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In competition to the Harley-Davidson 45 flat heads -------

------- a popular size in the late 20s.
Admit I never did question anyone as to why I had (or what was the reason for the Indian Sport Scout) an 1940 Indian Sport Scout 45 in '46 & same engine size as my '38 Harley 45 I had in '44.
Obviously it was not designed for the Army though I have seen shaft driven prototype Indian 45s with crank heading out to the rear & so pots at the sides. So they threw togeather anything that might meet the American Army demands ONLY Willis Jeep was the answer.
 

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Remember there was also the Jr Scout & so a 30.5 cu inch V-twin.

Mind you I think that Jr. Scout was called a 30" due to being just a 30.5 cu in., V-twin while the what we call a 45 was 45 degree Indian was actually a 42" vs HD of 45". Oh yes a 45 is basically a 750cc while a 30.5 is a 500cc SO they were not built to compete against the British 500 OHV though in 1911 an Indian won the Senior on an V-twin with American rider Jack de Rossier.
One must remember the attempts by Indian to come out with flat opposed twin, to the famous in-line four that even Henderson bought from them.
I feel Indian stuck mainly with its V-twin & unfortunately hung onto the SV (bar an attempt with a vertical twin 440cc around '49) while HD went up to better performing OHV V-twins even though more costly to build.
Sorry, just babbling for those were in the days I started to ride & many of the bikes were mine or ones I saw. I was sort of like ones new to m/cing now & not knowing to much in late '45.
 

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I don't know the answer, but I thought you d be interested in this minibike marketed as Indian Papoose in US and Corgi in UK.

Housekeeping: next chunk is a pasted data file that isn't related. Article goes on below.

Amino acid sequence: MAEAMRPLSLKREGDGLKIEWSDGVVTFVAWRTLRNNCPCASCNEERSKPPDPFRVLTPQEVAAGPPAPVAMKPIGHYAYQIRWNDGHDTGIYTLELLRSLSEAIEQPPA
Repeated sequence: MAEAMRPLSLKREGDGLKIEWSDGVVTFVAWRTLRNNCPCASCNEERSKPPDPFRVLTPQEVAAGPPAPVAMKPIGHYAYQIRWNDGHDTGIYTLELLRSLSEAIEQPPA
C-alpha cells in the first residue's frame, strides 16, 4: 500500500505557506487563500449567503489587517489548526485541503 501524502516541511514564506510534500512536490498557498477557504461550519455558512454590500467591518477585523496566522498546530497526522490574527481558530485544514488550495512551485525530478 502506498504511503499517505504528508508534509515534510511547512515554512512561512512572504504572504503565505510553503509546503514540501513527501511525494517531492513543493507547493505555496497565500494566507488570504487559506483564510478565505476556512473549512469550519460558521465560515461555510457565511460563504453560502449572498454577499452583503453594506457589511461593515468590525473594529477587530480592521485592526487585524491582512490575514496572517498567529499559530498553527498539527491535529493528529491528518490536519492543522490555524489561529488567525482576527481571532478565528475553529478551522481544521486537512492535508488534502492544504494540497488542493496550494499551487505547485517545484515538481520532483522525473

It was one of the first pocketbikes ;)
It was originally built specially for the WWII paratroopers. The minibikes were attached to parachutes and used for transportation by th eparatroopers when they reached the ground!

Aris
 

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Discussion Starter #10
I thought this one would be easy!

The Scout was developed during WWII during the steel shortage. The Chiefs used so much extra metal for decorative purposes that they simply couldn't make them, so they introduced the Scout.

Maybe the first "naked" bike Aris? ;)
 

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Hi Elo,

Well they were all 'Naked' back then I suppose ;)

As far as I know Indians were not wearing many clothes, just some feathers and a small leather patch to cover the sensitive areas :D
You could say they were really naked!!

Seriously now, your trivia wasn't answered which means it was really GOOD! Give us some more please!
I tried to find the answer, that's how I found this Indian pocketbike of the 40s, how did you like that?


Aris
 

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Discussion Starter #12
I liked it very much. You'll have to post it next week in my forum. (you can't right now because Stake and I have a contest going to see who can have the least amount of posts in a 7 day period! ;) I'm winning!)

I'll have to watch more Discovery Channel and History Channel specials to get more trivia! ;) :D Actually, that one came from one of the Indian salesmen out here. My dad was looking into buying a cruiser and I wanted to know the difference between the two bikes. Everything is the same except for the bodywork. Same motor, tranny, everything.
 
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